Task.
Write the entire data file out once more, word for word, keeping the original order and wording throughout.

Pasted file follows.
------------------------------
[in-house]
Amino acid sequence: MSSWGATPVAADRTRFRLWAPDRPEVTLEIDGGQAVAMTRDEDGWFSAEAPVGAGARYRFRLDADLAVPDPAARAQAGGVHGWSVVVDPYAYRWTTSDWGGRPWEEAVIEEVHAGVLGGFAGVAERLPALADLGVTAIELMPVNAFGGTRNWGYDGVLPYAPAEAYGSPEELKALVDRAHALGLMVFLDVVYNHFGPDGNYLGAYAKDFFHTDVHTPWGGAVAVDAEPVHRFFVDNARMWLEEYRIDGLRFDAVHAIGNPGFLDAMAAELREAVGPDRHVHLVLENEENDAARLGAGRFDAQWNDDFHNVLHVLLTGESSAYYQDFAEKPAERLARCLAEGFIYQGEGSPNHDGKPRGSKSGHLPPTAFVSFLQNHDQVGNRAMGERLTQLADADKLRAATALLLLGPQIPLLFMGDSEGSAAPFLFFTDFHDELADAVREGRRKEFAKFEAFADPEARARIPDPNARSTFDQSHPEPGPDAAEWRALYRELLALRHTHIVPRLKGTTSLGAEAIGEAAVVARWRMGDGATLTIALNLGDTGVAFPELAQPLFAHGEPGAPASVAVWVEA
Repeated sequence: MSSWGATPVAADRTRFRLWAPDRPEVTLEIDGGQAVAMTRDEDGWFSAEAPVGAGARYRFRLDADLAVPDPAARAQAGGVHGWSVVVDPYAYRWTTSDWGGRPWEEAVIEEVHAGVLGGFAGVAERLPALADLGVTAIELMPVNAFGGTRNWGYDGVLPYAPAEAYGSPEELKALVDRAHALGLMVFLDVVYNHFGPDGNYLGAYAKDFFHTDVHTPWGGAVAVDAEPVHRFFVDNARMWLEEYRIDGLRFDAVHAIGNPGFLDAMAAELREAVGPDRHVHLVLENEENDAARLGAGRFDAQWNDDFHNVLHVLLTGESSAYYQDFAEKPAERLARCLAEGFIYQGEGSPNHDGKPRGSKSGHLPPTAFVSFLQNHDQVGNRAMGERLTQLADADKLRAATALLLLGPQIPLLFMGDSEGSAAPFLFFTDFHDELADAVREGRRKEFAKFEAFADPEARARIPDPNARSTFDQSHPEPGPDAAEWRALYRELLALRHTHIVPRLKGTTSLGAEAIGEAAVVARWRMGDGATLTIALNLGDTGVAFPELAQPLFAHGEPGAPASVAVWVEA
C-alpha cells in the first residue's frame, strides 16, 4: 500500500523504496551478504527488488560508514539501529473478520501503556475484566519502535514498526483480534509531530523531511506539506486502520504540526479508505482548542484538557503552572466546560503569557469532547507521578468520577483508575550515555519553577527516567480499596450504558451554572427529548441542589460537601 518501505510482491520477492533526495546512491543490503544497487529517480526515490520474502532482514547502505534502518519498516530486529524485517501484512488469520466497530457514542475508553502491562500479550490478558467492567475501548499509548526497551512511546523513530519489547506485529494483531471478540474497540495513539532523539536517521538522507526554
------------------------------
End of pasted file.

[in-house]
Amino acid sequence: MSSWGATPVAADRTRFRLWAPDRPEVTLEIDGGQAVAMTRDEDGWFSAEAPVGAGARYRFRLDADLAVPDPAARAQAGGVHGWSVVVDPYAYRWTTSDWGGRPWEEAVIEEVHAGVLGGFAGVAERLPALADLGVTAIELMPVNAFGGTRNWGYDGVLPYAPAEAYGSPEELKALVDRAHALGLMVFLDVVYNHFGPDGNYLGAYAKDFFHTDVHTPWGGAVAVDAEPVHRFFVDNARMWLEEYRIDGLRFDAVHAIGNPGFLDAMAAELREAVGPDRHVHLVLENEENDAARLGAGRFDAQWNDDFHNVLHVLLTGESSAYYQDFAEKPAERLARCLAEGFIYQGEGSPNHDGKPRGSKSGHLPPTAFVSFLQNHDQVGNRAMGERLTQLADADKLRAATALLLLGPQIPLLFMGDSEGSAAPFLFFTDFHDELADAVREGRRKEFAKFEAFADPEARARIPDPNARSTFDQSHPEPGPDAAEWRALYRELLALRHTHIVPRLKGTTSLGAEAIGEAAVVARWRMGDGATLTIALNLGDTGVAFPELAQPLFAHGEPGAPASVAVWVEA
Repeated sequence: MSSWGATPVAADRTRFRLWAPDRPEVTLEIDGGQAVAMTRDEDGWFSAEAPVGAGARYRFRLDADLAVPDPAARAQAGGVHGWSVVVDPYAYRWTTSDWGGRPWEEAVIEEVHAGVLGGFAGVAERLPALADLGVTAIELMPVNAFGGTRNWGYDGVLPYAPAEAYGSPEELKALVDRAHALGLMVFLDVVYNHFGPDGNYLGAYAKDFFHTDVHTPWGGAVAVDAEPVHRFFVDNARMWLEEYRIDGLRFDAVHAIGNPGFLDAMAAELREAVGPDRHVHLVLENEENDAARLGAGRFDAQWNDDFHNVLHVLLTGESSAYYQDFAEKPAERLARCLAEGFIYQGEGSPNHDGKPRGSKSGHLPPTAFVSFLQNHDQVGNRAMGERLTQLADADKLRAATALLLLGPQIPLLFMGDSEGSAAPFLFFTDFHDELADAVREGRRKEFAKFEAFADPEARARIPDPNARSTFDQSHPEPGPDAAEWRALYRELLALRHTHIVPRLKGTTSLGAEAIGEAAVVARWRMGDGATLTIALNLGDTGVAFPELAQPLFAHGEPGAPASVAVWVEA
C-alpha cells in the first residue's frame, strides 16, 4: 500500500523504496551478504527488488560508514539501529473478520501503556475484566519502535514498526483480534509531530523531511506539506486502520504540526479508505482548542484538557503552572466546560503569557469532547507521578468520577483508575550515555519553577527516567480499596450504558451554572427529548441542589460537601 518501505510482491520477492533526495546512491543490503544497487529517480526515490520474502532482514547502505534502518519498516530486529524485517501484512488469520466497530457514542475508553502491562500479550490478558467492567475501548499509548526497551512511546523513530519489547506485529494483531471478540474497540495513539532523539536517521538522507526554